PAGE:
Stakeholder Management Plan
Managing, engaging, and leveraging your company’s stakeholders is an essential part of building your business. Your team, investors, and partners offer input, resources, experience, and networks that will help you grow. Start a cadence with your investors and team by signing up for a free Visible trial.
What is Stakeholder Management?
Does your startup have a comprehensive stakeholder management plan? Investors, team members, and core decision-makers: these are the critical stakeholders within your business, and these are the people who will influence your company's success.
Stakeholder management is the process by which you communicate with and engage your company's stakeholders, prioritizing them by importance and ensuring that all stakeholders feel valued. Through stakeholder management, you can acquire better business outcomes, while also developing long-lasting relationships.
When you manage stakeholder engagement, you increase the likelihood of raising follow-on funding from your investors, as well as accessing their knowledge, network, experiences, and resources. Stakeholder relationship management leads naturally to stronger relationships between investors, team members, and key decision-makers.
Stakeholder management includes:
Every stakeholder is different and may have different interests when interacting with and engaging with your business. To properly manage stakeholders, you need to be able to address their concerns — showing them that you understand their personal metrics of success, and taking responsibility for any issues as they arise. Building trust is important.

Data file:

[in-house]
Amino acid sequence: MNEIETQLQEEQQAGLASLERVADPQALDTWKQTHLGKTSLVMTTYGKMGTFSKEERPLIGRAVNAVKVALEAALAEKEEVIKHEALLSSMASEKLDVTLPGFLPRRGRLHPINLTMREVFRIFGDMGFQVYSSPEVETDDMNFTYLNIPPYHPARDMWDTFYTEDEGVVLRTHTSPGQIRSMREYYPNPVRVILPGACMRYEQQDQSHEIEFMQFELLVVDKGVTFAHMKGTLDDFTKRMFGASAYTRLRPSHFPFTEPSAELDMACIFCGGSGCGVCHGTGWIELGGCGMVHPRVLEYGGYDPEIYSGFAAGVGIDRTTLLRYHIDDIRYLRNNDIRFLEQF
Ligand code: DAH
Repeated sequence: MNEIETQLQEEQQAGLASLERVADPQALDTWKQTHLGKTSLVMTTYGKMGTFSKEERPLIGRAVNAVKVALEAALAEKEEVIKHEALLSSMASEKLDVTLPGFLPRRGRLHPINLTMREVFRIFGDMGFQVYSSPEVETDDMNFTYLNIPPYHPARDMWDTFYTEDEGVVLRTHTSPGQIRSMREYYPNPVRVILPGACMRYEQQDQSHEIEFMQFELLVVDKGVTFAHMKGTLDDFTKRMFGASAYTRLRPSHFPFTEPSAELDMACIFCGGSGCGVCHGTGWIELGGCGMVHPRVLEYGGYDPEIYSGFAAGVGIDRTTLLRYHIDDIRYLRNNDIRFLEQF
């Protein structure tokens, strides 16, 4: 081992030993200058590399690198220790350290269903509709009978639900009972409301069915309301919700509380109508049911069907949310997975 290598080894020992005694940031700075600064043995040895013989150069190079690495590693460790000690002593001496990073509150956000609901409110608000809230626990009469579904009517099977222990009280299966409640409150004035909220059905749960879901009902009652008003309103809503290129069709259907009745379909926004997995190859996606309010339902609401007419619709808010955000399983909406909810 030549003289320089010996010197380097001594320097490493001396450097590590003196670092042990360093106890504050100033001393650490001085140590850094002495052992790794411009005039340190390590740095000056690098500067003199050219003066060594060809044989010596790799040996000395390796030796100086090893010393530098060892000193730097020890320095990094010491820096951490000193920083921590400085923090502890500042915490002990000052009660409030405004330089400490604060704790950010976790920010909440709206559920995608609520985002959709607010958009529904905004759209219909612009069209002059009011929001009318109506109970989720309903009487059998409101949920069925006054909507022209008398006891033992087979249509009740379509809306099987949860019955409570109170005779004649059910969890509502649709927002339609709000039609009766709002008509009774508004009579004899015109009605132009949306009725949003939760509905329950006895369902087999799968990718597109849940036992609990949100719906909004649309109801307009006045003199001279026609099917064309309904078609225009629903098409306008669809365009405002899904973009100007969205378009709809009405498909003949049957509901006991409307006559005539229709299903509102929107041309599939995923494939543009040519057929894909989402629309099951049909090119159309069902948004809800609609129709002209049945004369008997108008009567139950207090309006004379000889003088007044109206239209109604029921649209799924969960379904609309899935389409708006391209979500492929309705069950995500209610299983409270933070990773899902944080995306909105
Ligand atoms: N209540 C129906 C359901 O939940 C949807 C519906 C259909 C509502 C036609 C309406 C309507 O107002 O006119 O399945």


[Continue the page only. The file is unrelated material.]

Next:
Stakeholders are still human, and it's important to develop a variety of soft skills when managing them. In addition to providing them with the information that they need to make critical decisions, you also must be willing to work with them and help manage their emotions. A stakeholder analysis cannot forget the fact that stakeholders are independent actors, and they may not always be perfect actors: they may not make decisions purely based on statistics or logic.
Rather, stakeholders may be worried about the company's performance and metrics or may be anxious about new moves that the company is about to make. Managing these fears is a key part of stakeholder management.
And, of course, each individual stakeholder will have a different level of influence on the company's actions. Sometimes, the most difficult to reach stakeholders may have the least amount of influence, and consequently, the management process may be more about reducing disruption.
Stakeholder relationship management is a complex skill, which needs to be developed over time. It's a part of being a successful entrepreneur and running a successful startup and will build relationships that can carry over from business to business as an entrepreneur moves on.
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Stakeholder Management Strategy: Investors, Team, and the Board
Let's break down a classic stakeholder management strategy. Creating a relationship between investors and team members takes some time — and communication. A classic stakeholder management approach is broken into stages of assessment, communication management, and persistent engagement.
These stages can be augmented through the use of stakeholder management tools. Once stakeholders have been prioritized and analyzed, they need to be communicated with and engaged.
There are a number of strategies for improving upon stakeholder engagement:
Stakeholders want to be involved in the business. They want to feel as though their time is valued, as though they are being notified of major events, and that they are being consulted when applicable.